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    AU - Gunawan,Christa

    AU - Xue,Saisi

    AU - Pattathil,Sivakumar

    AU - Da Costa Sousa,Leonardo

    AU - Dale,Bruce E.

    AU - Balan,Venkatesh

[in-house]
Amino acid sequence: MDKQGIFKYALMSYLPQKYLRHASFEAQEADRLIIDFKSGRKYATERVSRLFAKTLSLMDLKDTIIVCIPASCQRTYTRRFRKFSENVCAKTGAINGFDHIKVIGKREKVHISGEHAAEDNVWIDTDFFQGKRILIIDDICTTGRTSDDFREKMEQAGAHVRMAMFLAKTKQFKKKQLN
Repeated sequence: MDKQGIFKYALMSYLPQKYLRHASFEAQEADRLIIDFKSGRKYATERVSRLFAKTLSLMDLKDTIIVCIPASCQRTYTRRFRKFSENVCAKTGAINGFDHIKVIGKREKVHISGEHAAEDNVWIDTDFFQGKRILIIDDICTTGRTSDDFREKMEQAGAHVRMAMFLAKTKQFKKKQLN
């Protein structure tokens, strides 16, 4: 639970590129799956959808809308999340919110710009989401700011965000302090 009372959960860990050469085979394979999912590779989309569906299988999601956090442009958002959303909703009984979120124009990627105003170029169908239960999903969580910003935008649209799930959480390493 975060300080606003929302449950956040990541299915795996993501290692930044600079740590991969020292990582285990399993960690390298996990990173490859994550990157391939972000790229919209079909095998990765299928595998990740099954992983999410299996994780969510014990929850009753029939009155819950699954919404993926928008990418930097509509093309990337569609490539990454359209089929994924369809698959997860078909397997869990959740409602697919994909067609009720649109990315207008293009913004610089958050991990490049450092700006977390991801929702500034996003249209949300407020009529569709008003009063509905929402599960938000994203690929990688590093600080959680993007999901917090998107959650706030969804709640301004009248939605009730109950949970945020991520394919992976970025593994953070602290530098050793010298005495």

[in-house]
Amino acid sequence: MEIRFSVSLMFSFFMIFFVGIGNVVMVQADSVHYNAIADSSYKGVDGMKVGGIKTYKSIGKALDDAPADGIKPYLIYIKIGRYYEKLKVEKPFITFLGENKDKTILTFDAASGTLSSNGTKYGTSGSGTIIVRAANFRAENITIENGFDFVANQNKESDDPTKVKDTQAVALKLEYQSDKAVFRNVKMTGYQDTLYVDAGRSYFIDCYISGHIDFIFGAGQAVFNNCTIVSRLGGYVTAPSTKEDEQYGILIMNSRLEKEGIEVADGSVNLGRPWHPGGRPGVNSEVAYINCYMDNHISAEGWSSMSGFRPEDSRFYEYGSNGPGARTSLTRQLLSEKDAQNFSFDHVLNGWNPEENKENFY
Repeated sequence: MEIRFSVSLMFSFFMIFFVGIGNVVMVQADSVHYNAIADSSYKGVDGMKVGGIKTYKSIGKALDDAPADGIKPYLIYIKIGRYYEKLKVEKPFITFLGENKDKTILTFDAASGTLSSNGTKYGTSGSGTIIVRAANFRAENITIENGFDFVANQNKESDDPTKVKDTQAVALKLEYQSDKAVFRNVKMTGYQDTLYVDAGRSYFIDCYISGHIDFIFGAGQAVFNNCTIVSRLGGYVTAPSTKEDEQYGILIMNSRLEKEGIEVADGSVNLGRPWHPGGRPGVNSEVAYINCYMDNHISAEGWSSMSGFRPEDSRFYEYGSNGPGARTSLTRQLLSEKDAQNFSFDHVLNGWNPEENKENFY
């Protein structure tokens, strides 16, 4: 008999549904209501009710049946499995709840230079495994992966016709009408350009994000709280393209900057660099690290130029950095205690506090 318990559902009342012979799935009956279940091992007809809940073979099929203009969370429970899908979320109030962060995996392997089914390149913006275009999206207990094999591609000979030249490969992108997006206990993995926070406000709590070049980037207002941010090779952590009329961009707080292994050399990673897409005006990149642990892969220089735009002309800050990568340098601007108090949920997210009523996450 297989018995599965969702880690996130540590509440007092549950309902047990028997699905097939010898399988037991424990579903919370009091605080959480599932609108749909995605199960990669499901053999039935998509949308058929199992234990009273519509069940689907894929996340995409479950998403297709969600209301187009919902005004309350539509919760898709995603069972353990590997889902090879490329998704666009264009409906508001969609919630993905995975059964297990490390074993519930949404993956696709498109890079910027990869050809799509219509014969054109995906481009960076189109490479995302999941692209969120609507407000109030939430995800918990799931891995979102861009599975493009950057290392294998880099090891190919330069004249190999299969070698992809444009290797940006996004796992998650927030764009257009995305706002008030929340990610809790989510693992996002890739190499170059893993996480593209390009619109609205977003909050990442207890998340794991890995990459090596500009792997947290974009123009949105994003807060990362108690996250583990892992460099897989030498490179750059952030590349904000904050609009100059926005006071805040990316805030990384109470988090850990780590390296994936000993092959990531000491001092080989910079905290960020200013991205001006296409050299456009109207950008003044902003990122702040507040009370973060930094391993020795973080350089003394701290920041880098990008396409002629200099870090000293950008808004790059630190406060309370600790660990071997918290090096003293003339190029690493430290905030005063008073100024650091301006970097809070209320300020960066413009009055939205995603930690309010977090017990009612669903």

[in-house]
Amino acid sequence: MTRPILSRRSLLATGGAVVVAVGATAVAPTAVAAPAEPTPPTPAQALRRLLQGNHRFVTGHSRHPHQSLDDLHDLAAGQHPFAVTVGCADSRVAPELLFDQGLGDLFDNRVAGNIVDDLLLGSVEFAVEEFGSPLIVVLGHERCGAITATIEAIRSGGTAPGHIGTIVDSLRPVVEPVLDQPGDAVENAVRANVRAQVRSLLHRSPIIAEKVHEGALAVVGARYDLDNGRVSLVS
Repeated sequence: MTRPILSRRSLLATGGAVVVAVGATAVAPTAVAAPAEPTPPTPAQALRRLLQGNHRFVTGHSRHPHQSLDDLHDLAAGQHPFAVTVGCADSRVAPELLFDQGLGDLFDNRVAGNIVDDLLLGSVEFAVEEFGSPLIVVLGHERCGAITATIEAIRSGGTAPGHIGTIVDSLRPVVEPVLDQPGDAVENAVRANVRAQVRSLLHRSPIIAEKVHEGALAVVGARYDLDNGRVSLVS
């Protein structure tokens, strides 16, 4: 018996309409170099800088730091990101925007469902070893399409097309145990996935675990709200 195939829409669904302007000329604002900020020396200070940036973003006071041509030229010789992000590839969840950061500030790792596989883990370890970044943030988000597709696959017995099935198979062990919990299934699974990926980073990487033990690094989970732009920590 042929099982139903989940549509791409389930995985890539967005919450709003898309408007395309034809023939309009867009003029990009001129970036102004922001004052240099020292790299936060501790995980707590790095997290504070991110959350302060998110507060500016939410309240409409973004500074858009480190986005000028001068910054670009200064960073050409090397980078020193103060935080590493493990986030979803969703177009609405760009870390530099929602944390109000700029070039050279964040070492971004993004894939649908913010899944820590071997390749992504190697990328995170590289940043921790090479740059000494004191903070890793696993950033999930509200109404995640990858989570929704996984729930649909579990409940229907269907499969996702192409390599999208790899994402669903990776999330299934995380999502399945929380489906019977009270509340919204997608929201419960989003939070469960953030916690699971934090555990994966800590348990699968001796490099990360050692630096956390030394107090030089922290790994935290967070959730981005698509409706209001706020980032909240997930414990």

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    N2 - Background: Inefficient carbohydrate conversion has been an unsolved problem for various lignocellulosic biomass pretreatment technologies, including AFEX, dilute acid, and ionic liquid pretreatments. Previous work has shown 22% of total carbohydrates are typically unconverted, remaining as soluble or insoluble oligomers after hydrolysis (72 h) with excess commercial enzyme loading (20 mg enzymes/g biomass). Nearly one third (7 out of 22%) of these total unconverted carbohydrates are present in unhydrolyzed solid (UHS) residues. The presence of these unconverted carbohydrates leads to a considerable sugar yield loss, which negatively impacts the overall economics of the biorefinery. Current commercial enzyme cocktails are not effective to digest specific cross-linkages in plant cell wall glycans, especially some of those present in hemicelluloses and pectins. Thus, obtaining information about the most recalcitrant non-cellulosic glycan cross-linkages becomes a key study to rationally improve commercial enzyme cocktails, by supplementing the required enzyme activities for hydrolyzing those unconverted glycans. Results: In this work, cell wall glycans that could not be enzymatically converted to monomeric sugars from AFEX-pretreated corn stover (CS) were characterized using compositional analysis and glycome profiling tools. The pretreated CS was hydrolyzed using commercial enzyme mixtures comprising cellulase and hemicellulase at 7% glucan loading (~20% solid loading). The carbohydrates present in UHS and liquid hydrolysate were evaluated over a time period of 168 h enzymatic hydrolysis. Cell wall glycan-specific monoclonal antibodies (mAbs) were used to characterize the type and abundance of non-cellulosic polysaccharides present in UHS over the course of enzymatic hydrolysis. 4-O-methyl-d-glucuronic acid-substituted xylan and pectic-arabinogalactan were found to be the most abundant epitopes recognized by mAbs in UHS and liquid hydrolysate, suggesting that the commercial enzyme cocktails used in this work are unable to effectively target those substituted polysaccharide residues. Conclusion: To our knowledge, this is the first report using glycome profiling as a tool to dynamically monitor recalcitrant cell wall carbohydrates during the course of enzymatic hydrolysis. Glycome profiling of UHS and liquid hydrolysates unveiled some of the glycans that are not cleaved and enriched after enzyme hydrolysis. The major polysaccharides include 4-O-methyl-d-glucuronic acid-substituted xylan and pectic-arabinogalactan, suggesting that enzymes with glucuronidase and arabinofuranosidase activities are required to maximize monomeric sugar yields. This methodology provides a rapid tool to assist in developing new enzyme cocktails, by supplementing the existing cocktails with the required enzyme activities for achieving complete deconstruction of pretreated biomass in the future.